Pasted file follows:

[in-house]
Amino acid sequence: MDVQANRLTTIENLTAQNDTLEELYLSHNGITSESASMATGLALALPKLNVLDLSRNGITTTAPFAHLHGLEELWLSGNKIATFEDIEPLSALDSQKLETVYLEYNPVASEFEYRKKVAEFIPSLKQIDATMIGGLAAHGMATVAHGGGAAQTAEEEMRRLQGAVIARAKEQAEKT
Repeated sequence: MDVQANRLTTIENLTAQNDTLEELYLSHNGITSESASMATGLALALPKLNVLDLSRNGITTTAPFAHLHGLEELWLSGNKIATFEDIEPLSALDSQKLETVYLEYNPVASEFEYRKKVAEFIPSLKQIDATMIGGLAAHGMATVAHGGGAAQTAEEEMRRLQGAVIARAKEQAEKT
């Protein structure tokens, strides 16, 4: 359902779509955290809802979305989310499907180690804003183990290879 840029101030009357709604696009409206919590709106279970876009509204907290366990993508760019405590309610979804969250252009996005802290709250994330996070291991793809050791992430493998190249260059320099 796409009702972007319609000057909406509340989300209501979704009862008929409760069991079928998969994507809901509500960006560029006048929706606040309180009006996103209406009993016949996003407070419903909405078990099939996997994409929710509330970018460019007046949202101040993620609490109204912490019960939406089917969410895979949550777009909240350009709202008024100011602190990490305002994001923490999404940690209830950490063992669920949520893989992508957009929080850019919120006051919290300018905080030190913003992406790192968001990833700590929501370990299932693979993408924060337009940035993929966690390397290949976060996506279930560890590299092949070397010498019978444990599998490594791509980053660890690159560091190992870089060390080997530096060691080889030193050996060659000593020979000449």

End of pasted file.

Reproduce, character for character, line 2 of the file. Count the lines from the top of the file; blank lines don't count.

Amino acid sequence: MDVQANRLTTIENLTAQNDTLEELYLSHNGITSESASMATGLALALPKLNVLDLSRNGITTTAPFAHLHGLEELWLSGNKIATFEDIEPLSALDSQKLETVYLEYNPVASEFEYRKKVAEFIPSLKQIDATMIGGLAAHGMATVAHGGGAAQTAEEEMRRLQGAVIARAKEQAEKT